Back in my waiter days, I used to equate my tips with the motto — and acronym — "To Insure Promptness." Grammatical correctness aside, the "gratuity" and "gratitude" are inextricably related.

So what say you, dealnews readers? Do you always tip a certain amount while out at dinner? How often do you tip the Starbucks barista? On the other hand, perhaps you can remember a time where you left little or no tip? Share with us your stories of gratitude and gratuity in the comments below.

Front page photo credit: Ron Martin
Photo credits top to bottom: Friend Seat,
Broke-Ass Stuart, San Francisco Gate,
New York Times, Wolf and Pack, and eHow

Contributing Writer

Lou Carlozo is a DealNews contributing writer. He covers personal finance for Reuters Wealth. Prior to that he was the Managing Editor of, and a veteran columnist at the Chicago Tribune.
DealNews may be compensated by companies mentioned in this article. Unless marked as a "Sponsored Deal," the opinions expressed here are those of the author and have not been reviewed or endorsed by the companies mentioned. Please note that, although prices sometimes fluctuate or expire unexpectedly, all products and deals mentioned in this feature were available at the lowest total price we could find at the time of publication (unless otherwise specified).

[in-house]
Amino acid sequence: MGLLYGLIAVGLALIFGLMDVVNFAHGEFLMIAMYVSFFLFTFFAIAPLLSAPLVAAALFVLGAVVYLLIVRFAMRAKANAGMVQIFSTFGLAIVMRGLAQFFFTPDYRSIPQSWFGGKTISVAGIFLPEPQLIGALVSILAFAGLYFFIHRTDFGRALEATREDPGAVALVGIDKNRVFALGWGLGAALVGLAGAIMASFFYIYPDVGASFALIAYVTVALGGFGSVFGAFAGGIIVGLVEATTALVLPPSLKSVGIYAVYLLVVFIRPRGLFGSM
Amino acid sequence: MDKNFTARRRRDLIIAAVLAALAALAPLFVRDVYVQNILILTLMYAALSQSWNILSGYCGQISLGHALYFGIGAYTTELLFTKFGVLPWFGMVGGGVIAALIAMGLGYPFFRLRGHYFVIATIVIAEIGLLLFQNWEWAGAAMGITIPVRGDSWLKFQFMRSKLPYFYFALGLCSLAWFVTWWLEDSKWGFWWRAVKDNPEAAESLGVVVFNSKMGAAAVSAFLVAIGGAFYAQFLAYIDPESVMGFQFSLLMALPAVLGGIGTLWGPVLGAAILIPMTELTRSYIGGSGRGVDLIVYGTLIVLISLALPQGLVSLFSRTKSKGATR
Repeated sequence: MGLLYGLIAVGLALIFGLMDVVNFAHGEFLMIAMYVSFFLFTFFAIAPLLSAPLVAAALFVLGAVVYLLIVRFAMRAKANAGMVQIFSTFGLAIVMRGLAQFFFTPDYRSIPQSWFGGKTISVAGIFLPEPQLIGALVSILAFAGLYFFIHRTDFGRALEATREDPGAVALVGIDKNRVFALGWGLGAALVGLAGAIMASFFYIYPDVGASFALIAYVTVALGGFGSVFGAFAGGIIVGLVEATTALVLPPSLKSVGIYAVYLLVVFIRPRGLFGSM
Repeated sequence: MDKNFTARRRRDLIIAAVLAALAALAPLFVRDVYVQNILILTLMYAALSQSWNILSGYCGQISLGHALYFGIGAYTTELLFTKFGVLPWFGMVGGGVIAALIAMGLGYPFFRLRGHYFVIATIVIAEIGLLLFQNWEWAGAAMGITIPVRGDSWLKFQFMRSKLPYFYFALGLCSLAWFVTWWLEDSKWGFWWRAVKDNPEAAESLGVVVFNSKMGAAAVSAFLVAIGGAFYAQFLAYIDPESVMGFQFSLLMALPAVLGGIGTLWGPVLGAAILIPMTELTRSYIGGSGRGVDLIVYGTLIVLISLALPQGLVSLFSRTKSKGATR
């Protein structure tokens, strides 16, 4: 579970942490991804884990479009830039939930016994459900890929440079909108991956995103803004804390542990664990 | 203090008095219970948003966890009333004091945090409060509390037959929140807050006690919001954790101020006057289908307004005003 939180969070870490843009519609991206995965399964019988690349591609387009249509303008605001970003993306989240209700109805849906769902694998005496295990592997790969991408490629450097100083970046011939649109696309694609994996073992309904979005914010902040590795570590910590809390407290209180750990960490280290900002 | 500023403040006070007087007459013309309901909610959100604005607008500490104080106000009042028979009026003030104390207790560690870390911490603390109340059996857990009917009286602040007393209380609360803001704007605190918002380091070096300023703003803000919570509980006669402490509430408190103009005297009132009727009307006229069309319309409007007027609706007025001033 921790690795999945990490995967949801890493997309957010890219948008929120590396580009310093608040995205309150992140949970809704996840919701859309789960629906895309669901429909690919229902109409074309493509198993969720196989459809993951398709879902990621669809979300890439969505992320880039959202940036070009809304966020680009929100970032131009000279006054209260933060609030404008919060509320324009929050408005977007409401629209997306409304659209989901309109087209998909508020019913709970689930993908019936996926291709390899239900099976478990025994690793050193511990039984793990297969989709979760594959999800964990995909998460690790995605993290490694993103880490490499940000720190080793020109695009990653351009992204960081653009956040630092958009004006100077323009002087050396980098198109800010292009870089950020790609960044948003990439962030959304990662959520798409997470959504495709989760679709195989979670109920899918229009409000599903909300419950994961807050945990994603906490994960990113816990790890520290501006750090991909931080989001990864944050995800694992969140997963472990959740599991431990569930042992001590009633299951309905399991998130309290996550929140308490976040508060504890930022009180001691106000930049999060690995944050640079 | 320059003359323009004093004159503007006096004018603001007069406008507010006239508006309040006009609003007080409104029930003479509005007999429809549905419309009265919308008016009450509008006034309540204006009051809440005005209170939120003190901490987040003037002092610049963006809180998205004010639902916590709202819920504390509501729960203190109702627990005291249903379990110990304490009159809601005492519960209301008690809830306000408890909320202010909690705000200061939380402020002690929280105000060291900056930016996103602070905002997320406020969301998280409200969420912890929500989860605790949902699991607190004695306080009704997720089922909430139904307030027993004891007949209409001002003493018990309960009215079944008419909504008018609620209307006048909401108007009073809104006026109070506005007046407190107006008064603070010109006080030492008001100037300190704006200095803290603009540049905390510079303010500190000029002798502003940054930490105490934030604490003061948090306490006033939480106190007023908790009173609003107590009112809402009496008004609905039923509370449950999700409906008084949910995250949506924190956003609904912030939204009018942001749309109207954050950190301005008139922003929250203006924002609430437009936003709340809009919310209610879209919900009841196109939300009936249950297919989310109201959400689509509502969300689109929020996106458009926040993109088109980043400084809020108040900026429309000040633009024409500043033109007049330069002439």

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That's horrible advice! Advising people that a gratuity is an optional gift is tantamount to endorsing slave labor. Back in the 1800s it was insulting to tip American servers because they were paid well. Prohibition eliminated a major source of income for establishments, who then welcomed tips to help them make up their employee wages. Since then, labor laws allow them to pay tipped workers far less than minimum wage, and IRS rules require servers to pay minimum taxes on 15% of their receipts as earned income. If you refuse to tip for any reason, you are demanding slave labor to serve you.
Emily Post's stupid advice to not be afraid to drop 30% for exemplary service on a special occasion like an anniversary or birthday makes the perfect point to why tipping has lost it's original meaning and has gotten way outta control! Why don't u just throw that 30% out the window on the drive home just because u can. I'd personally rather give it to my partner or birthday guest to show my gratitude for putting up with my obnoxious and pompous bad overspending habits!